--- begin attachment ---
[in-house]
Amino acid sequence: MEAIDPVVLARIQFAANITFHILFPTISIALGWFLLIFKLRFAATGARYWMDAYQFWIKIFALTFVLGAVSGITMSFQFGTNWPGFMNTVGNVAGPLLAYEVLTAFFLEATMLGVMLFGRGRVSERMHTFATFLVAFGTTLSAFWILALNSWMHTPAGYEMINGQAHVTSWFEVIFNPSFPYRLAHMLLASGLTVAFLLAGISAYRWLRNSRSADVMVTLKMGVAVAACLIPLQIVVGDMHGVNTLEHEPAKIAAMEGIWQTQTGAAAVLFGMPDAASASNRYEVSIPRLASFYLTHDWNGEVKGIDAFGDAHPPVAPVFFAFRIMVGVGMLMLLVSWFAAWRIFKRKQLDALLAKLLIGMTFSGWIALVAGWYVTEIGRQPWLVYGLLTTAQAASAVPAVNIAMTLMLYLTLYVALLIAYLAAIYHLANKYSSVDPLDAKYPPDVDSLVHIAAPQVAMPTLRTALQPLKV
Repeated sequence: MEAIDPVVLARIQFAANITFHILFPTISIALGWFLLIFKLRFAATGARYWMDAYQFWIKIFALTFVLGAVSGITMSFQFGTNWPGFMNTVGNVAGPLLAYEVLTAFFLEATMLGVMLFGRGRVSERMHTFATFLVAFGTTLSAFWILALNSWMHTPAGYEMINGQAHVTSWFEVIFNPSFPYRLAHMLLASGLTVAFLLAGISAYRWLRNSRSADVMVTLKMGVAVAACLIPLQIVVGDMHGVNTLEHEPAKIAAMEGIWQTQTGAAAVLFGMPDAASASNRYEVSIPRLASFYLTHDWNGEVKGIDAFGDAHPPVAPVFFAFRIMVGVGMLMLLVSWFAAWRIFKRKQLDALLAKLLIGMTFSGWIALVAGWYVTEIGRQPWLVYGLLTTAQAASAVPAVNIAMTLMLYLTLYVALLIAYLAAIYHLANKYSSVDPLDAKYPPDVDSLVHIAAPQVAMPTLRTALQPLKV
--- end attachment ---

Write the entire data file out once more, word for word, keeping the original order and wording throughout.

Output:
[in-house]
Amino acid sequence: MEAIDPVVLARIQFAANITFHILFPTISIALGWFLLIFKLRFAATGARYWMDAYQFWIKIFALTFVLGAVSGITMSFQFGTNWPGFMNTVGNVAGPLLAYEVLTAFFLEATMLGVMLFGRGRVSERMHTFATFLVAFGTTLSAFWILALNSWMHTPAGYEMINGQAHVTSWFEVIFNPSFPYRLAHMLLASGLTVAFLLAGISAYRWLRNSRSADVMVTLKMGVAVAACLIPLQIVVGDMHGVNTLEHEPAKIAAMEGIWQTQTGAAAVLFGMPDAASASNRYEVSIPRLASFYLTHDWNGEVKGIDAFGDAHPPVAPVFFAFRIMVGVGMLMLLVSWFAAWRIFKRKQLDALLAKLLIGMTFSGWIALVAGWYVTEIGRQPWLVYGLLTTAQAASAVPAVNIAMTLMLYLTLYVALLIAYLAAIYHLANKYSSVDPLDAKYPPDVDSLVHIAAPQVAMPTLRTALQPLKV
Repeated sequence: MEAIDPVVLARIQFAANITFHILFPTISIALGWFLLIFKLRFAATGARYWMDAYQFWIKIFALTFVLGAVSGITMSFQFGTNWPGFMNTVGNVAGPLLAYEVLTAFFLEATMLGVMLFGRGRVSERMHTFATFLVAFGTTLSAFWILALNSWMHTPAGYEMINGQAHVTSWFEVIFNPSFPYRLAHMLLASGLTVAFLLAGISAYRWLRNSRSADVMVTLKMGVAVAACLIPLQIVVGDMHGVNTLEHEPAKIAAMEGIWQTQTGAAAVLFGMPDAASASNRYEVSIPRLASFYLTHDWNGEVKGIDAFGDAHPPVAPVFFAFRIMVGVGMLMLLVSWFAAWRIFKRKQLDALLAKLLIGMTFSGWIALVAGWYVTEIGRQPWLVYGLLTTAQAASAVPAVNIAMTLMLYLTLYVALLIAYLAAIYHLANKYSSVDPLDAKYPPDVDSLVHIAAPQVAMPTLRTALQPLKV